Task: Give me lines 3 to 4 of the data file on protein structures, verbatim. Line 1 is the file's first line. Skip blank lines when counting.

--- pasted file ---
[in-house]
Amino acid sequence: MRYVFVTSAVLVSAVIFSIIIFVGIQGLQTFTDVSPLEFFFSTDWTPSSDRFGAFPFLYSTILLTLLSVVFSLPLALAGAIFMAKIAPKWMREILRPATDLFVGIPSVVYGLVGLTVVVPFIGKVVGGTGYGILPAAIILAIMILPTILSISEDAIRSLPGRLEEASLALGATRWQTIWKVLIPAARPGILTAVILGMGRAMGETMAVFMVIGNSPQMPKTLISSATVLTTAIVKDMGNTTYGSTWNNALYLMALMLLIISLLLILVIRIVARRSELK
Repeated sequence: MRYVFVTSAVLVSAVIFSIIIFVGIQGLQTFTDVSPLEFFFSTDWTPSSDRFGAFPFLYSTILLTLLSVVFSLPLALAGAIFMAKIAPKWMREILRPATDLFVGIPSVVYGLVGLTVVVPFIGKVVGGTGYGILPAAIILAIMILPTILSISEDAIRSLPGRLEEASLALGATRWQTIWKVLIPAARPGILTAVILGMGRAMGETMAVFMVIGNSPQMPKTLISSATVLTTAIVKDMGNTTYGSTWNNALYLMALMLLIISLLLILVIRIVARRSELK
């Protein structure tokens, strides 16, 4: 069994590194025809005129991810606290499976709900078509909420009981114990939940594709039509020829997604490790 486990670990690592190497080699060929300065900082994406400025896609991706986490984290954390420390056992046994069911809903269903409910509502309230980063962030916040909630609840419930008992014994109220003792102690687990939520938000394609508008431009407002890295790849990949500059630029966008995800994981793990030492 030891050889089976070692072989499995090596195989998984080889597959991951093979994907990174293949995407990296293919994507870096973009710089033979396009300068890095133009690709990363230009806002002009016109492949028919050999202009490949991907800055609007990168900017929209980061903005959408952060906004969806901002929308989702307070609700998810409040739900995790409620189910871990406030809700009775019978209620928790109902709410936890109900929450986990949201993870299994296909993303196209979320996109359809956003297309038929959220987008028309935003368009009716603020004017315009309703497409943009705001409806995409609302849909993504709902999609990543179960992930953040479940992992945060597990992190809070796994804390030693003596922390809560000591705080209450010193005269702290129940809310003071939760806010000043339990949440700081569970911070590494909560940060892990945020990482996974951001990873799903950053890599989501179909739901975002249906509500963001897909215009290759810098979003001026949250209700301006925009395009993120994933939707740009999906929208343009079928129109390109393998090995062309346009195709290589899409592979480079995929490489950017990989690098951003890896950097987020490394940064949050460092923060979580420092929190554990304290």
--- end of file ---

Repeated sequence: MRYVFVTSAVLVSAVIFSIIIFVGIQGLQTFTDVSPLEFFFSTDWTPSSDRFGAFPFLYSTILLTLLSVVFSLPLALAGAIFMAKIAPKWMREILRPATDLFVGIPSVVYGLVGLTVVVPFIGKVVGGTGYGILPAAIILAIMILPTILSISEDAIRSLPGRLEEASLALGATRWQTIWKVLIPAARPGILTAVILGMGRAMGETMAVFMVIGNSPQMPKTLISSATVLTTAIVKDMGNTTYGSTWNNALYLMALMLLIISLLLILVIRIVARRSELK
């Protein structure tokens, strides 16, 4: 069994590194025809005129991810606290499976709900078509909420009981114990939940594709039509020829997604490790 486990670990690592190497080699060929300065900082994406400025896609991706986490984290954390420390056992046994069911809903269903409910509502309230980063962030916040909630609840419930008992014994109220003792102690687990939520938000394609508008431009407002890295790849990949500059630029966008995800994981793990030492 030891050889089976070692072989499995090596195989998984080889597959991951093979994907990174293949995407990296293919994507870096973009710089033979396009300068890095133009690709990363230009806002002009016109492949028919050999202009490949991907800055609007990168900017929209980061903005959408952060906004969806901002929308989702307070609700998810409040739900995790409620189910871990406030809700009775019978209620928790109902709410936890109900929450986990949201993870299994296909993303196209979320996109359809956003297309038929959220987008028309935003368009009716603020004017315009309703497409943009705001409806995409609302849909993504709902999609990543179960992930953040479940992992945060597990992190809070796994804390030693003596922390809560000591705080209450010193005269702290129940809310003071939760806010000043339990949440700081569970911070590494909560940060892990945020990482996974951001990873799903950053890599989501179909739901975002249906509500963001897909215009290759810098979003001026949250209700301006925009395009993120994933939707740009999906929208343009079928129109390109393998090995062309346009195709290589899409592979480079995929490489950017990989690098951003890896950097987020490394940064949050460092923060979580420092929190554990304290």